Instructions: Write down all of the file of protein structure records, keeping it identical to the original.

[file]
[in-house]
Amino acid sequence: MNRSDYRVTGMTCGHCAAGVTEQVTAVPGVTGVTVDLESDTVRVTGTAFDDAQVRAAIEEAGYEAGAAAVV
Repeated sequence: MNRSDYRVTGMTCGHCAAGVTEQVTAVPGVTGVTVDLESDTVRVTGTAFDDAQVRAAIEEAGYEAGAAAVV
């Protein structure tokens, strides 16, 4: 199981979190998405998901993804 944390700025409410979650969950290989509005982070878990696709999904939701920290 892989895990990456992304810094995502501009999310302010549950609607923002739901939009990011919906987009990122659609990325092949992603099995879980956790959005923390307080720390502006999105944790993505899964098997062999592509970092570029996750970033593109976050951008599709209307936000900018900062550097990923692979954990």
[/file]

[in-house]
Amino acid sequence: MNRSDYRVTGMTCGHCAAGVTEQVTAVPGVTGVTVDLESDTVRVTGTAFDDAQVRAAIEEAGYEAGAAAVV
Repeated sequence: MNRSDYRVTGMTCGHCAAGVTEQVTAVPGVTGVTVDLESDTVRVTGTAFDDAQVRAAIEEAGYEAGAAAVV
């Protein structure tokens, strides 16, 4: 199981979190998405998901993804 944390700025409410979650969950290989509005982070878990696709999904939701920290 892989895990990456992304810094995502501009999310302010549950609607923002739901939009990011919906987009990122659609990325092949992603099995879980956790959005923390307080720390502006999105944790993505899964098997062999592509970092570029996750970033593109976050951008599709209307936000900018900062550097990923692979954990």